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  1. What are ideals?
  2. A list of "ideal archetypes."
  3. The purpose of ideals.
  4. Techniques for managing our relationship with ideals.   

What are ideals? They are archetypes which are associated with "states"; in contrast, other archetypes are associated with "actions" (e.g., Birth, Games, Analysis, Service, etc.)

A list of "ideal archetypes." Beneath each archetype, there is a list of ways in which that archetype might express itself.

  1. Beauty. The ideal of sensory state.
    • Aesthetics. Artistry. Attraction due to sensory pleasure. Evocation of pleasure.
  2. Duty. The ideal of action.
    • Responsibility. Dharma. Intuition-based action.
  3. Freedom. The ideal of movement.
    • "Movement" includes more than just physical activity; it also includes mental and emotional activity. Mobility. Opportunity. Choice.
  4. Happiness. The ideal of emotional state.
    • Joy. Emotional pleasure.
  5. Health. The ideal of function.
    • Physical health. A functioning machine (e.g., a car or computer).
  6. Justice. The ideal of interaction.
    • Balance. Lawfulness. Fair exchange. Karma. Laws. Police. Punishment. Revenge.
  7. Logic. The ideal of mental state.
    • Reasoning.
  8. Maturity. The ideal of growth.
    • Completion. Resolution. fulfillment. Fullness. Wholeness. Maturity is both a completion and a beginning; maturity is the end of youth.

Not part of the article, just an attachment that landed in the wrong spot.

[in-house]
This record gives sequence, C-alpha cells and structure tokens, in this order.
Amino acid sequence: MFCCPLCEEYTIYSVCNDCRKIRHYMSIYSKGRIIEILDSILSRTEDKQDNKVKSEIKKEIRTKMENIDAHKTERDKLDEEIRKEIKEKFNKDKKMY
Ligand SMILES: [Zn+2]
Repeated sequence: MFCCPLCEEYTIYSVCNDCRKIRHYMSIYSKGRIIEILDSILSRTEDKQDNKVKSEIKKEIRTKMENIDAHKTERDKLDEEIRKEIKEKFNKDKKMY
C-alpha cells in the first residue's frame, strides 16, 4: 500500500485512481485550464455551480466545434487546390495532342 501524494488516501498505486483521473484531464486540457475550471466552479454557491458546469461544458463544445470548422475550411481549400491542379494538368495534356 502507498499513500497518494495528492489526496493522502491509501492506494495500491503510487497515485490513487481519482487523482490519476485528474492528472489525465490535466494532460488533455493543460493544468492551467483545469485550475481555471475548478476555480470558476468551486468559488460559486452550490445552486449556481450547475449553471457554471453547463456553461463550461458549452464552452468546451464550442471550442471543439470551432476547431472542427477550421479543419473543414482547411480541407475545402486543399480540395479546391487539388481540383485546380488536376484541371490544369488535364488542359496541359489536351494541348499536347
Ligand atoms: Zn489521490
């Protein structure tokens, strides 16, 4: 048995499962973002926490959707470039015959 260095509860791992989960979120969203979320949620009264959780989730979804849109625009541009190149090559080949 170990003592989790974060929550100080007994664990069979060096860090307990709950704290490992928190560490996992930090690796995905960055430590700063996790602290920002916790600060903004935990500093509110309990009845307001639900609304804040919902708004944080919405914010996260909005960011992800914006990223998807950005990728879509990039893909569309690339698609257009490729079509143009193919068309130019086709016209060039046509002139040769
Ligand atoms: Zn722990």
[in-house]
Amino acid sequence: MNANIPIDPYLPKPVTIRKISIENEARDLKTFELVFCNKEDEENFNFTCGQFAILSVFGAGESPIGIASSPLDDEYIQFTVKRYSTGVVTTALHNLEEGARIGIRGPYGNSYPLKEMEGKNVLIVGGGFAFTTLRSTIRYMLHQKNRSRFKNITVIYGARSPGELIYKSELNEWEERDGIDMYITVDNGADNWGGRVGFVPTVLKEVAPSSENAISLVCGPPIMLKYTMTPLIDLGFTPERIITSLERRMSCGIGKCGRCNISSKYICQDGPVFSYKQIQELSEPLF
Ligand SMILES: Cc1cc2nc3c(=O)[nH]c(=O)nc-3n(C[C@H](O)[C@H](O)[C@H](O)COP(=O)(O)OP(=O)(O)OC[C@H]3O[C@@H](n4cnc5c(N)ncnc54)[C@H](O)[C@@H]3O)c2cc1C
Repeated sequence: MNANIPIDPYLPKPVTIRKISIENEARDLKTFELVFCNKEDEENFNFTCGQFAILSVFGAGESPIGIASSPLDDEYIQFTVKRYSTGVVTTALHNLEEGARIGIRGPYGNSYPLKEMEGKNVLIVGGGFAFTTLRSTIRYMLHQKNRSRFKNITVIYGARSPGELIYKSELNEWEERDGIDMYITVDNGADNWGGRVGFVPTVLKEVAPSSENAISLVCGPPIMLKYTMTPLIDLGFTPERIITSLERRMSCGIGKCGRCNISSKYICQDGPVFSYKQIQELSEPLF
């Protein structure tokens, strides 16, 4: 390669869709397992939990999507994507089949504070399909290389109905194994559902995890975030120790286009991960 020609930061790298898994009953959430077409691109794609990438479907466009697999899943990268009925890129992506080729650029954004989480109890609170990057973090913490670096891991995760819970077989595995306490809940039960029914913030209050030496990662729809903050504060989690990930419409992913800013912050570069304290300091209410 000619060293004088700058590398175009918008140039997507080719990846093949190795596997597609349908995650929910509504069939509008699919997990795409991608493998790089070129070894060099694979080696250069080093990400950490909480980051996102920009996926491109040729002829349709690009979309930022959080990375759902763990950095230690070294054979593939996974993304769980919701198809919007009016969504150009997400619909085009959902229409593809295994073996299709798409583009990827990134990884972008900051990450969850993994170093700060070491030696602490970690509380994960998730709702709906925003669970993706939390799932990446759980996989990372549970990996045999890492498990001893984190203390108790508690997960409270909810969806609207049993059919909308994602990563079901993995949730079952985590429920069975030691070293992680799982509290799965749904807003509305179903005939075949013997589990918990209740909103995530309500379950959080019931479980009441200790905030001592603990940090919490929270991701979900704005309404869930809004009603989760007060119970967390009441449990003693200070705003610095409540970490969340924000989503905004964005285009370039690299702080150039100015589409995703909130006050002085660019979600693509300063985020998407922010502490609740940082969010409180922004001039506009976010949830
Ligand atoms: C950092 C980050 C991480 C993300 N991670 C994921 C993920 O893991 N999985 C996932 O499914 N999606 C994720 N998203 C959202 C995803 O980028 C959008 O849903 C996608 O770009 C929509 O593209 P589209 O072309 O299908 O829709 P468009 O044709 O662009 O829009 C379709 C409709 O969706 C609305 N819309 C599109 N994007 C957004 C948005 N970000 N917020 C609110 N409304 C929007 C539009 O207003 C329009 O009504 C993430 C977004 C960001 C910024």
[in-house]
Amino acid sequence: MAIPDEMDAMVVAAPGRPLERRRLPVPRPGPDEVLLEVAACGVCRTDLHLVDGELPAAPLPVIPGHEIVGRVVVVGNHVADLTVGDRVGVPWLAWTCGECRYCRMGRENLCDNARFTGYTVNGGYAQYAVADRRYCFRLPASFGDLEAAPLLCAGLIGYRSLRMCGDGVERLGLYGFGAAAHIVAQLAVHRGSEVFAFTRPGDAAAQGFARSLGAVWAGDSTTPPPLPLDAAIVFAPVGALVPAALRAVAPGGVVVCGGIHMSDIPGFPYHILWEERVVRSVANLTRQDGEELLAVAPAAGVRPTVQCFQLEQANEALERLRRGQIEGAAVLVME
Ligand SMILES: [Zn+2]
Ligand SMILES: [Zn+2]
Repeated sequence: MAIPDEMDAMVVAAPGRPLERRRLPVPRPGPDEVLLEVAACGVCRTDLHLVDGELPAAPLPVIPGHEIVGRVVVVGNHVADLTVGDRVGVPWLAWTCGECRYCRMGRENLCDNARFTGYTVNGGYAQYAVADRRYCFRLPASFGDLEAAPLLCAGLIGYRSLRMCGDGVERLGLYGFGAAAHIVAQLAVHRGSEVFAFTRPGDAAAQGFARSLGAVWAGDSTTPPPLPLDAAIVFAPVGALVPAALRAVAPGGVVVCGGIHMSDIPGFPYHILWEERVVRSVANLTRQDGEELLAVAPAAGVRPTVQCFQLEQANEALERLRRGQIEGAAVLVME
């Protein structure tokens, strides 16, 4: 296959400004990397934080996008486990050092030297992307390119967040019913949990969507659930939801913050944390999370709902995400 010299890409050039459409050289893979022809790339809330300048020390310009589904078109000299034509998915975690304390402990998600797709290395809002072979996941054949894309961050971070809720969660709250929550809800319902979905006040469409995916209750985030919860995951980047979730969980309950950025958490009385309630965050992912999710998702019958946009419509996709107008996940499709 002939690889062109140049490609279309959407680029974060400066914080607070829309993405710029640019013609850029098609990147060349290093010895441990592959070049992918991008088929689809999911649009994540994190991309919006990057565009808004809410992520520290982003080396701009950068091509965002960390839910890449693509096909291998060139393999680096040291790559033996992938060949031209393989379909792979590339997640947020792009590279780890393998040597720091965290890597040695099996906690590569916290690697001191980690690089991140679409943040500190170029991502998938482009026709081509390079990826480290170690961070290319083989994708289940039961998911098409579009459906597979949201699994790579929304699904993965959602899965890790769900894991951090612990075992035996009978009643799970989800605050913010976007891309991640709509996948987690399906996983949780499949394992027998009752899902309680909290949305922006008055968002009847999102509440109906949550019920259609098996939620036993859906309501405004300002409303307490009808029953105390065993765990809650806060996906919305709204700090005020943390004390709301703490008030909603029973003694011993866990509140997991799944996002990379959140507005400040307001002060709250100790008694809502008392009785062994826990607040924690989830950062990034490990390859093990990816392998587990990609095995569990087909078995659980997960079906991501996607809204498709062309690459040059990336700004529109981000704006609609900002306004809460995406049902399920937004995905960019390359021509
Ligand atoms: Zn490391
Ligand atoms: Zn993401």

9. Order. The ideal of relationship.
    • Hierarchy. Consistency.
  10. Power. The ideal of capacity.
    • Potential.
  11. Victory. The ideal of action.
    • Attainment. Success. Manifestation. Ability to succeed.
  12. Virtue. The ideal of personality.
    • Morality. Integrity. Conformity to values.
  13. Wealth: The ideal of material state. This is the abundance of any material possession, not just money. The wealth archetype does not pertain to numerical quantity of the possessions but instead to the ideal of abundance; if we have a billion dollars, but we believe that it this not a lot of money, we are not experiencing the archetype of wealth.
    • Money. Abundance. Ownership.

The purpose of ideals. They provide goals for which we can strive. However, ideals are unattainable by humans; they are complete only in the world of archetypes (i.e., the world of spirit). If we strive for ideals with the belief that we can attain them, we become perfectionistic (i.e., we believe that we can attain a perfect expression of an ideal); and when we realize our failure, we become shamed (i.e., we believe we are innately flawed).

Techniques for managing our relationship with ideals.  

  1. Archetypal field-work.  
    • Self-talk. For example: "I strive for the fulfillment of ideals." "I accept myself when I attempt to fulfill ideals."
    • Directed imagination. For example, we can visualize ourselves being happy when we have performed well in our attempt to fulfill ideals.
    • Energy toning. We can develop the energy tones which are associated with each of the ideals.
    • The "as if" principle. We act as if we can attain ideals; i.e., we give our best effort (although even our best effort will never attain absolute perfection).
  2. Intuition. We can use intuition to perceive the dynamics of the archetypal situations in which the "ideal archetypes" appear. As we understand these dynamics, we learn about the archetypes themselves.
  3. We explore our values. Values are based on our relationship to ideals; for example, we might value the ideal of "beauty."
  4. We develop self-acceptance, in contrast to perfectionism. We accept the fact that we will not become a perfect example of any ideal.
  5. We eliminate shame. When we realize that ideals are unattainable, we do not interpret our inability to attain them as an indication that we are innately flawed.